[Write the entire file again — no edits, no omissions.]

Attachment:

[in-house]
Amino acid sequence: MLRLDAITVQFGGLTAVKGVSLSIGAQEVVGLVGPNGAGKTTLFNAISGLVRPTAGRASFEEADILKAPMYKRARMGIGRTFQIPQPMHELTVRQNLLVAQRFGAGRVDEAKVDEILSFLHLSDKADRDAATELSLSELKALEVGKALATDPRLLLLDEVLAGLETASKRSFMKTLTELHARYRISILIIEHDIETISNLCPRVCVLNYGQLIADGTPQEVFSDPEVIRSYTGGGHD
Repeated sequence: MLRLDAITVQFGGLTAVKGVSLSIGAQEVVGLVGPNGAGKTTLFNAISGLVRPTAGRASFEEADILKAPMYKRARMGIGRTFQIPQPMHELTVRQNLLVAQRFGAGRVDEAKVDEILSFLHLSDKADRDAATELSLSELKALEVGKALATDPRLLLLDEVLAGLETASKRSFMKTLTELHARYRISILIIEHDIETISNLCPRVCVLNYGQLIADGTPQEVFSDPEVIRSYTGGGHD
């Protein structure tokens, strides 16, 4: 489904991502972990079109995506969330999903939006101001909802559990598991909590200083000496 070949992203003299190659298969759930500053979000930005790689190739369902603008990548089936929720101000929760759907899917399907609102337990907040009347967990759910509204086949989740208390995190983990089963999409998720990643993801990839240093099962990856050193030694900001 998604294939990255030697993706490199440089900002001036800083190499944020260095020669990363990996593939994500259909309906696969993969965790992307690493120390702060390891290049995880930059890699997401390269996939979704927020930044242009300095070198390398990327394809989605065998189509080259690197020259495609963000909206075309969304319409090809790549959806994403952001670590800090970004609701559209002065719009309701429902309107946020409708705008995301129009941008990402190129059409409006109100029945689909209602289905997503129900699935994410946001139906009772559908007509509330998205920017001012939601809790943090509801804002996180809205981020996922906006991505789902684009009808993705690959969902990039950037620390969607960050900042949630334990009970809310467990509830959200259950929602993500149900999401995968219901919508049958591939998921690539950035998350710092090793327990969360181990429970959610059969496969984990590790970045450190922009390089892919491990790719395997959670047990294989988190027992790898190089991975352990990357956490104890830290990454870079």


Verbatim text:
[in-house]
Amino acid sequence: MLRLDAITVQFGGLTAVKGVSLSIGAQEVVGLVGPNGAGKTTLFNAISGLVRPTAGRASFEEADILKAPMYKRARMGIGRTFQIPQPMHELTVRQNLLVAQRFGAGRVDEAKVDEILSFLHLSDKADRDAATELSLSELKALEVGKALATDPRLLLLDEVLAGLETASKRSFMKTLTELHARYRISILIIEHDIETISNLCPRVCVLNYGQLIADGTPQEVFSDPEVIRSYTGGGHD
Repeated sequence: MLRLDAITVQFGGLTAVKGVSLSIGAQEVVGLVGPNGAGKTTLFNAISGLVRPTAGRASFEEADILKAPMYKRARMGIGRTFQIPQPMHELTVRQNLLVAQRFGAGRVDEAKVDEILSFLHLSDKADRDAATELSLSELKALEVGKALATDPRLLLLDEVLAGLETASKRSFMKTLTELHARYRISILIIEHDIETISNLCPRVCVLNYGQLIADGTPQEVFSDPEVIRSYTGGGHD
């Protein structure tokens, strides 16, 4: 489904991502972990079109995506969330999903939006101001909802559990598991909590200083000496 070949992203003299190659298969759930500053979000930005790689190739369902603008990548089936929720101000929760759907899917399907609102337990907040009347967990759910509204086949989740208390995190983990089963999409998720990643993801990839240093099962990856050193030694900001 998604294939990255030697993706490199440089900002001036800083190499944020260095020669990363990996593939994500259909309906696969993969965790992307690493120390702060390891290049995880930059890699997401390269996939979704927020930044242009300095070198390398990327394809989605065998189509080259690197020259495609963000909206075309969304319409090809790549959806994403952001670590800090970004609701559209002065719009309701429902309107946020409708705008995301129009941008990402190129059409409006109100029945689909209602289905997503129900699935994410946001139906009772559908007509509330998205920017001012939601809790943090509801804002996180809205981020996922906006991505789902684009009808993705690959969902990039950037620390969607960050900042949630334990009970809310467990509830959200259950929602993500149900999401995968219901919508049958591939998921690539950035998350710092090793327990969360181990429970959610059969496969984990590790970045450190922009390089892919491990790719395997959670047990294989988190027992790898190089991975352990990357956490104890830290990454870079």